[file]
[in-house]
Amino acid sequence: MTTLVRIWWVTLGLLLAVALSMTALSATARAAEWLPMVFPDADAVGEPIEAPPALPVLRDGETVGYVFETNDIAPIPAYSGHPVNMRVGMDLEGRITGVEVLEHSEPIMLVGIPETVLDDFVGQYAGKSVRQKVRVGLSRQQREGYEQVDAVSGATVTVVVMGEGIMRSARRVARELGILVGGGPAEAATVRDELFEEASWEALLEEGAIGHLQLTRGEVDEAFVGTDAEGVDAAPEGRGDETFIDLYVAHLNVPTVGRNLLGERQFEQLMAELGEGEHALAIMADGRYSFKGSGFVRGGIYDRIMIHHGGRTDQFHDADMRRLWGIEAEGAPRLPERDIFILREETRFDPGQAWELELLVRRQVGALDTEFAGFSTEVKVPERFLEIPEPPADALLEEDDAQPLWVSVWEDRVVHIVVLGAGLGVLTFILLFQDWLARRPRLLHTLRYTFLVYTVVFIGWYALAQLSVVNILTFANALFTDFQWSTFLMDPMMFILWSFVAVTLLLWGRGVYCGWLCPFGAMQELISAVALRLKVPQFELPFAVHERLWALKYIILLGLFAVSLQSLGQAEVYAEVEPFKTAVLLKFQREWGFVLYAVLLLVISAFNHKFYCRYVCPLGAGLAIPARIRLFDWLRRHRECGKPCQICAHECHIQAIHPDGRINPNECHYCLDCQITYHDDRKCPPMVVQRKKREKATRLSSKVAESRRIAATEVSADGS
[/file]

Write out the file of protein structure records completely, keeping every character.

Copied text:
[in-house]
Amino acid sequence: MTTLVRIWWVTLGLLLAVALSMTALSATARAAEWLPMVFPDADAVGEPIEAPPALPVLRDGETVGYVFETNDIAPIPAYSGHPVNMRVGMDLEGRITGVEVLEHSEPIMLVGIPETVLDDFVGQYAGKSVRQKVRVGLSRQQREGYEQVDAVSGATVTVVVMGEGIMRSARRVARELGILVGGGPAEAATVRDELFEEASWEALLEEGAIGHLQLTRGEVDEAFVGTDAEGVDAAPEGRGDETFIDLYVAHLNVPTVGRNLLGERQFEQLMAELGEGEHALAIMADGRYSFKGSGFVRGGIYDRIMIHHGGRTDQFHDADMRRLWGIEAEGAPRLPERDIFILREETRFDPGQAWELELLVRRQVGALDTEFAGFSTEVKVPERFLEIPEPPADALLEEDDAQPLWVSVWEDRVVHIVVLGAGLGVLTFILLFQDWLARRPRLLHTLRYTFLVYTVVFIGWYALAQLSVVNILTFANALFTDFQWSTFLMDPMMFILWSFVAVTLLLWGRGVYCGWLCPFGAMQELISAVALRLKVPQFELPFAVHERLWALKYIILLGLFAVSLQSLGQAEVYAEVEPFKTAVLLKFQREWGFVLYAVLLLVISAFNHKFYCRYVCPLGAGLAIPARIRLFDWLRRHRECGKPCQICAHECHIQAIHPDGRINPNECHYCLDCQITYHDDRKCPPMVVQRKKREKATRLSSKVAESRRIAATEVSADGS